16% Revenge
39% I can quit anytime, honestly
15% Already overharvested every other form of sea life
21% Costco 20 lb Bag 'o Shrimp a really good deal

Pogo said...

Sorry to break up the pisces party, but um,
get a mercury level checked if yer eatin' lots fish!

From the NYC Dept of Health
FOR IMMEDIATE RELEASE
Press Release # 059-07
Monday, July 23, 2007

ONE IN FOUR NYC ADULTS HAS ELEVATED BLOOD MERCURY LEVELS

Nearly Half of Asian New Yorkers Have Elevated Blood Mercury Levels

"Very low in Mercury: Shrimp
Eat up to 5 servings per week."



Apologies all around. Sometimes I just can't help myself!!

wyatt gwyon said...

Shrimp is cheaper for the same reason our toys are cheaper: China is producing them in enormous quantities at a very low cost. And just as the cheap and plentiful toys we get from China carry much higher risks than we seem to have anticipated (like lead paint), the shrimp is at much greater risk of being diseased. Moreover, fish farming of any sort carries it's own big risks, both to the environment and to its consumers. A green revolution through fish farming? Maybe, but very possibly not.

Beth said...

I eat shrimp every week at least during the season, because I live on the Gulf Coast and can get fresh, beautiful wild American shrimp cheap.

In fact, I have my own dealer, a young man who is a licensed wholesaler and also sells from ice chests in the back of his truck. He's in my cell phone address book under the only name he shares with his customers: Big Shrimp. I call, say Hey, Big Shrimp, where are you? He tells me what corner he's parked at and I go get 5 lbs of 13-15 size shrimp for $20. He delivers if you want 10 lbs. or more for a party.

It's so fresh it smells of salty sea water, not seafood.

Beth said...

This topic has made me happy. It reminded me that oyster season starts in two days. Yay!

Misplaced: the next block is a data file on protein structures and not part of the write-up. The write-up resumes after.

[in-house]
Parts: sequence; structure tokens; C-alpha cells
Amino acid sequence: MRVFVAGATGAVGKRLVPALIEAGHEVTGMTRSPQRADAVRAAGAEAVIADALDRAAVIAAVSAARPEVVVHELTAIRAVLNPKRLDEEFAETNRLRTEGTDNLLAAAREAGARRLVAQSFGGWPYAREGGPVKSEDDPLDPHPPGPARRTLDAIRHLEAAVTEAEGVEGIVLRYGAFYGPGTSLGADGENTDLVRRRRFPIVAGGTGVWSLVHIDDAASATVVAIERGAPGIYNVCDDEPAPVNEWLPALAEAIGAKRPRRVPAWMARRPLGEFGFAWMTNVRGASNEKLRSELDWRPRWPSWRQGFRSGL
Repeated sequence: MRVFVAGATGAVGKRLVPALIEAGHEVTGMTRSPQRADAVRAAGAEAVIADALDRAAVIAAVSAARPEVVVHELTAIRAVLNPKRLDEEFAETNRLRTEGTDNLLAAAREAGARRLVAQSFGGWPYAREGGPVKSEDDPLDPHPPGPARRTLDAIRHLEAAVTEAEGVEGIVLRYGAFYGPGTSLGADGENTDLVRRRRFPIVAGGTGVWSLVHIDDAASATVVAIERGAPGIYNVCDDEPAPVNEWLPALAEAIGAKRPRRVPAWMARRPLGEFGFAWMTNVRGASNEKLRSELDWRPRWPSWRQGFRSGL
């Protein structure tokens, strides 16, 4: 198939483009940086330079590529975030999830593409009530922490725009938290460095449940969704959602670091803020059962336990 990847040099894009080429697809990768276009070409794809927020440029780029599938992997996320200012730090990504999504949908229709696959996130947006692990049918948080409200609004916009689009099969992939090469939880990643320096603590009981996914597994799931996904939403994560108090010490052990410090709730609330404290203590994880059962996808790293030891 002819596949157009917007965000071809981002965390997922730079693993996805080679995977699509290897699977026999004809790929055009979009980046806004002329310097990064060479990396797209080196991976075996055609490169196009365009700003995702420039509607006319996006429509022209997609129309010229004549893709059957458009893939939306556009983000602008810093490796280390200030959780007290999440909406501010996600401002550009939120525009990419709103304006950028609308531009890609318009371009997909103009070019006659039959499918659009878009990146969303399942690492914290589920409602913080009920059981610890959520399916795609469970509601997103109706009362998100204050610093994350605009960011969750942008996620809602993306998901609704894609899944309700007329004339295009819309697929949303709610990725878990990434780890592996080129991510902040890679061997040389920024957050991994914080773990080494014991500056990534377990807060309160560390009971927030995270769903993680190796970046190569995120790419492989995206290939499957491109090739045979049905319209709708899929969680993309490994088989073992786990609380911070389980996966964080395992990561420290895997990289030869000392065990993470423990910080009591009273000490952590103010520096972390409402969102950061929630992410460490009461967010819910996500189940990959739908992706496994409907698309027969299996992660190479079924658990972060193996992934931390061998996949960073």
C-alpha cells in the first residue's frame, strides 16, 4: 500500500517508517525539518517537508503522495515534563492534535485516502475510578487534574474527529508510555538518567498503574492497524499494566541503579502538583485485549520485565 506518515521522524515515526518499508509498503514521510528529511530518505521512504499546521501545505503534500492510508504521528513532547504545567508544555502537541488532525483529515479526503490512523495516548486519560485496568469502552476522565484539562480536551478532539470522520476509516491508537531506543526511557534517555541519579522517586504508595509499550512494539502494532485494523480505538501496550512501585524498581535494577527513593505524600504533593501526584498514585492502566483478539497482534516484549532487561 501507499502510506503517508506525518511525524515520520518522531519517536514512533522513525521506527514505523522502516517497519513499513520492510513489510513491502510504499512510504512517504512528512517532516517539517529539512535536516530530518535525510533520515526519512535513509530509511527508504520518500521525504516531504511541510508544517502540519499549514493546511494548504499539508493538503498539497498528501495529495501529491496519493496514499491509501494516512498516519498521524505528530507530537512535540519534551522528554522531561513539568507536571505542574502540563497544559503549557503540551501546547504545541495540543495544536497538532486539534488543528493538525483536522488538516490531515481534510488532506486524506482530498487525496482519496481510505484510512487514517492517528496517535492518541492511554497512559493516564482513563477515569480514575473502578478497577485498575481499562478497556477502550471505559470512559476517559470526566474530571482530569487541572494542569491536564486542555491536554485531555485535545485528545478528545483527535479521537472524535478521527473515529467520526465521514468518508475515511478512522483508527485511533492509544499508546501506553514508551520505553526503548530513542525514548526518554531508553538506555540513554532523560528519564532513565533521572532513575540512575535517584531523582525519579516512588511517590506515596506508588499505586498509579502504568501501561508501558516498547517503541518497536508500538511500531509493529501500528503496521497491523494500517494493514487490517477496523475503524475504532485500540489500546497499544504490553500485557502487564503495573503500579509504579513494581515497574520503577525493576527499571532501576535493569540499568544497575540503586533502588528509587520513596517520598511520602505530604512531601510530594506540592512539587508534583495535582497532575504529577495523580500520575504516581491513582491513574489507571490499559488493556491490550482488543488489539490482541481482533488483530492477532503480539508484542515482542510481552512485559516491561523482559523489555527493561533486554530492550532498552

AllenS said...

I remember the days when shrimp was free range critters.

Tibore said...

Hehe... Beth makes it sound like a drug deal. :)

Shrimp. Unfortunately, as it's a crusteacean, I am unable to eat it. And my friends keep telling me how badly I'm missing out. But I'm perfectly happy with the seafood I can eat. Good ole striped bass, wild salmon, flounder... Anyway, it may be cheaper to get nowadays, but I still don't think it's cheap. At least not where I'm at, stranded in the midwest.

Now, if you wanna talk about a food I can get excited about: Beef. Like in that previous thread. Yum.

David53 said...

Beth,

I have shrimp envy. It's the best; mmmm stuffed bacon-wrapped shrimp, deep fried, grilled, boiled, etc, it's all good. New Orleans does have the best food period.

reader_iam said...

I'm thinking of that part in "Forrest Gump," where the shrimp guy lists and lists and lists and lists over a series of flash-scenes the ways you can eat shrimp.

blake said...

OK, lunch is at Beth's.

Joan said...

Beth, you'd best call Big Shrimp because you're going to need a lot more than 10 lbs when we all show up!

John Burgess said...

Living in Florida--which has its own wild shrimp harvesting industry--I have a good view of the economics of shrimp.

Locally caught shrimp regularly sell for $2-$4 more than farm-raised shrimp of the same size. Farmed shrimp, primarily from Thailand and Bangladesh, are consistently cheaper and are the only ones that go on sale. Farm-raised fresh water prawns are now selling in my supermarket for $6.99/lb. These come in only one size, the equivalent of 'Jumbo'.

The price competition is so great that the Florida Shrimpers' Association is running TV ads extolling the virtues of wild-caught shrimp. These are not in danger of over-fishing as there have been catch regulations in place for close to 20 years. They are, however, expensive.

lurker2209 said...

One thing no one here seems to have brought up in the comments (and now someone is bound to point out the one comment I didn't read carefully enough) is that people are eating more salads these days. And they are eating it as a complete meal, not just a side dish. Look at fast food restaurants for an easy example.

Shrimp--they go good with salad. And when you want to eat healthy and are tired of chicken on salad , then shrimp it is.

Jennifer said...

I can't eat lobster anymore after watching a waiter break it open on my table and all that blackish gunk poured out.

Yet, I call shrimp cockroaches of the sea and still love them.

Odd.

GeorgeH said...

Steak and shrimp cost about the same.

Fish used to be as cheap as chicken.

Fish is now as expensive as steak or shrimp, so why would anyone choose it?

Other than cold smoked Scottish Salmon.

John Stodder said...

I have this queasy feeling about shellfish in general. I like some of it, but I find it disturbing. I feel like I'm eating spiders, or Soylent Green or something.

Does anyone else feel that way?